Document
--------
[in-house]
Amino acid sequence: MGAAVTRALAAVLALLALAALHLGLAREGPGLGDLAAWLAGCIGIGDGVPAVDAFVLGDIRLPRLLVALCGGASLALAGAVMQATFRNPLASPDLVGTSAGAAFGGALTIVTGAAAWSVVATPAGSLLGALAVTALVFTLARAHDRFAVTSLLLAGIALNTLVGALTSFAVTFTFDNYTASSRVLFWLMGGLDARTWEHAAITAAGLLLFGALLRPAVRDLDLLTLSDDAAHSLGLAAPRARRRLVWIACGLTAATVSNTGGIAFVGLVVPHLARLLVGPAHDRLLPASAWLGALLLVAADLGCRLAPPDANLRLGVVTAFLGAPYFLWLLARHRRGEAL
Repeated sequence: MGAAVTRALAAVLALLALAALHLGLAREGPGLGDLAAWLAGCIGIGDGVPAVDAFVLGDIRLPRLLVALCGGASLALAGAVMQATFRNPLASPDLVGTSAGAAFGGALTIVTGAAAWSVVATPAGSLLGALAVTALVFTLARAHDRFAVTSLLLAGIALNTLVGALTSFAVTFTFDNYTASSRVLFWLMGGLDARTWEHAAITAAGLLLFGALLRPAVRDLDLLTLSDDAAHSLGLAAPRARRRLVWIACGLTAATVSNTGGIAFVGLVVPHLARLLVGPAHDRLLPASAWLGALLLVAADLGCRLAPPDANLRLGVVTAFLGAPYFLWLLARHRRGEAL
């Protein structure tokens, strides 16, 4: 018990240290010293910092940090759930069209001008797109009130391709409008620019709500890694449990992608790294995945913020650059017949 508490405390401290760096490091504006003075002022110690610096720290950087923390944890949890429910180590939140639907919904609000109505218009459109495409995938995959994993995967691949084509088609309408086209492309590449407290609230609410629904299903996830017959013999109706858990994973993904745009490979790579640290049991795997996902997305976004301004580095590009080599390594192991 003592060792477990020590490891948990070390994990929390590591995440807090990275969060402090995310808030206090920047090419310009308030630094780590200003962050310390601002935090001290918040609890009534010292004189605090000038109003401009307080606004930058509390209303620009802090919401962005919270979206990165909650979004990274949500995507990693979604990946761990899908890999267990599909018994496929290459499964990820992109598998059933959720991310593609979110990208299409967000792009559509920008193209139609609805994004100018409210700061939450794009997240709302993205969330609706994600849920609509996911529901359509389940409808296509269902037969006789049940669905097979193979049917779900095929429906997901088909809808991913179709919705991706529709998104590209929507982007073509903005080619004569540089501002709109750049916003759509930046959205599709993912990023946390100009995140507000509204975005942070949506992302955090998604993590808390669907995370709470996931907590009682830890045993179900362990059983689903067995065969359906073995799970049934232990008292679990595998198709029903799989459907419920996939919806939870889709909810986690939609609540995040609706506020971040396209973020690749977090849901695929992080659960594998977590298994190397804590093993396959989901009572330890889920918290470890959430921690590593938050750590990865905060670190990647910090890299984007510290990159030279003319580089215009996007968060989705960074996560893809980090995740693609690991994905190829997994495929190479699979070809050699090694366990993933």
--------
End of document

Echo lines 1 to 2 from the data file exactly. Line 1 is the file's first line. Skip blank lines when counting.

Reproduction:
[in-house]
Amino acid sequence: MGAAVTRALAAVLALLALAALHLGLAREGPGLGDLAAWLAGCIGIGDGVPAVDAFVLGDIRLPRLLVALCGGASLALAGAVMQATFRNPLASPDLVGTSAGAAFGGALTIVTGAAAWSVVATPAGSLLGALAVTALVFTLARAHDRFAVTSLLLAGIALNTLVGALTSFAVTFTFDNYTASSRVLFWLMGGLDARTWEHAAITAAGLLLFGALLRPAVRDLDLLTLSDDAAHSLGLAAPRARRRLVWIACGLTAATVSNTGGIAFVGLVVPHLARLLVGPAHDRLLPASAWLGALLLVAADLGCRLAPPDANLRLGVVTAFLGAPYFLWLLARHRRGEAL